By now you’ve hopefully been to a few league meets and have seen the types of questions that are asked. Beyond simply learning the material, you might also want to start learning section/chapter analysis and concordance. You will have to do the section analysis yourself, but the chapter analysis is contained in between the portion and concordance. It is very important to look at this first to determine what is considered an analysis item and what isn’t. In the portion text, individuals appear in bold, geographical locations appear in italics and Old Testament Scriptures are underlined. Compound individuals and geographical locations are also underlined. You will not have to worry about these in Corinthians as there are none. Occasionally, mistakes are made by those who typeset the portion or write the chapter analysis. The general rule of thumb is that in those cases, you go with what the book says. In extreme situations, corrections are issued, usually on the Bible Quiz websites. Two questions that often come up here are “Jesus” and “Israel”. In gospels, Jesus is considered an individual, however in epistles, Jesus is considered deity and is not bolded. He is also usually considered a deity in Acts. Whether he is in the first eleven verses of Acts or not is usually decided each time we quiz over Acts. With “Israel”, sometimes it refers to Jacob, sometimes it refers to the country and sometimes it refers to a race of people. Sometimes it actually refers to more than one of these. Another reason you should read the chapter analysis in the back is to learn what exactly is considered a question or exclamation. Again, there has never been a set rule for how we deal with colons in the text. Sometimes the words before the colon are included and sometimes they are not, so check the chapter analysis to be sure.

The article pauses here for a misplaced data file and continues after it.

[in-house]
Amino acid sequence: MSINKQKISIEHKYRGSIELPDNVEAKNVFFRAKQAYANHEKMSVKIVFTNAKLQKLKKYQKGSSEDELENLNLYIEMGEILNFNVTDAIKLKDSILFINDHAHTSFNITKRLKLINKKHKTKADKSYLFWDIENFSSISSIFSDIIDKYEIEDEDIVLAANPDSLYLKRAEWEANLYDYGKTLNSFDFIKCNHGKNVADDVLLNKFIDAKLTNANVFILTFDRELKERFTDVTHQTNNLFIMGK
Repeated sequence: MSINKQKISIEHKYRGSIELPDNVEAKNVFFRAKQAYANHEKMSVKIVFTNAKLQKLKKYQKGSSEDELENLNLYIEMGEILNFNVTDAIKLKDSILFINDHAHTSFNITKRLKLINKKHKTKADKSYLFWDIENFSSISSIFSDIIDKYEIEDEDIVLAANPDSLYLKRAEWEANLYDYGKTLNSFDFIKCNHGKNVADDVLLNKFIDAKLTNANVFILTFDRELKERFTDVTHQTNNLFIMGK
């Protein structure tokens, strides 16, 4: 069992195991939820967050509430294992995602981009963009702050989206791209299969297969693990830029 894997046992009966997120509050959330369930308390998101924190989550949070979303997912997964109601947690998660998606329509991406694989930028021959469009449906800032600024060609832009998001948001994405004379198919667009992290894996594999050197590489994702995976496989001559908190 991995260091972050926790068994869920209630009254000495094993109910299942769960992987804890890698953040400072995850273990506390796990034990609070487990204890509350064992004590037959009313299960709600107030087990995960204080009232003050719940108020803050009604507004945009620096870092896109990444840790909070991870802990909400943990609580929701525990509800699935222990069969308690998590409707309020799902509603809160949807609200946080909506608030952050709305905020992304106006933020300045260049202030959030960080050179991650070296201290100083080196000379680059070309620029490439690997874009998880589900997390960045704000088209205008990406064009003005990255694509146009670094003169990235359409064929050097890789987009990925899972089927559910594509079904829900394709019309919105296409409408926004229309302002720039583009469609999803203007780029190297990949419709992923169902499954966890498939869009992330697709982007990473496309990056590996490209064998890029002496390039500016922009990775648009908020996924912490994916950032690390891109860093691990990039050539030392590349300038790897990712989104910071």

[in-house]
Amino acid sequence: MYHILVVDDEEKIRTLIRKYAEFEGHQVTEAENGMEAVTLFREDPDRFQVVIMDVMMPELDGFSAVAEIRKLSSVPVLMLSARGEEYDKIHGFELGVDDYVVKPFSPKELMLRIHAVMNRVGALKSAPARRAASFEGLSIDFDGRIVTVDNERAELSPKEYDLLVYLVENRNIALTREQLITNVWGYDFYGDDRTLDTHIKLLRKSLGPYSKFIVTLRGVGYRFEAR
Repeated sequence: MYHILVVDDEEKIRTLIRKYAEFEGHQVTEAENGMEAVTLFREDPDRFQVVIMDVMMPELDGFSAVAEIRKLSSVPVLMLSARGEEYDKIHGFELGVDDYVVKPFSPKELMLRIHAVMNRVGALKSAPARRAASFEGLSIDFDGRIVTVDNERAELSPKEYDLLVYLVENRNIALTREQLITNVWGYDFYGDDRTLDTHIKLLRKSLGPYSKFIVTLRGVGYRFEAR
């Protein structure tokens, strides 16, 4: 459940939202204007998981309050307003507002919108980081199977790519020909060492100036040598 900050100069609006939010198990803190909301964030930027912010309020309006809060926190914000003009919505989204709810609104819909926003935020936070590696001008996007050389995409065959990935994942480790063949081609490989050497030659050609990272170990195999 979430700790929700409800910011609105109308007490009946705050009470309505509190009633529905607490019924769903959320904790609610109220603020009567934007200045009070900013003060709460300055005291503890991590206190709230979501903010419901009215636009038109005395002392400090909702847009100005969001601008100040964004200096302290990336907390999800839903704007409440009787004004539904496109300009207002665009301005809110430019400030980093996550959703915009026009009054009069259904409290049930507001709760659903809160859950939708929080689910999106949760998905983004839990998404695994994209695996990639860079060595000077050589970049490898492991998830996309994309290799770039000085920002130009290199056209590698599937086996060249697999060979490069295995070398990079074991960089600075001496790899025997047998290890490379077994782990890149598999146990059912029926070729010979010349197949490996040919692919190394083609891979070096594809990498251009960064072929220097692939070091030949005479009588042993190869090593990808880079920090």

If you’ve been to a few tournaments, you’ve probably also heard “cross-reference” or concordance questions. These are questions where the answers come from non-consecutive verses, possibly from across the entire material. These are some of the hardest questions to answer and it takes an enormous amount of effort to memorize answers for them. We’ll discuss these in more detail in the section for advanced quizzers, but for now, when you review the material each week by quoting it, try to make parallels in your mind. For instance, you might have noticed that in 1 Cor 1, it speaks of the household of Chloe and also of the household of Stephanas. Make a special note of that as you might be asked to give those two verses, or even to answer whose households are mentioned. Once you notice something like this, you should always look the word up in the concordance. In this case, the household of Stephanas is also mentioned in 1 Cor 16:15. A writer could ask you to give the two verses which mention Stephanas’ household, or he could also ask to give all three verses, usually as a two-part reference quotation quotation. You should not limit your concordance search to the word “household”. Notice that just above the word “house” also appears. 1 Cor 16:19 speaks of the house of Aquila and Priscilla and 2 Cor 5:1 speaks of an eternal house (used to signify heaven). You could also look at the words “home” or “house”.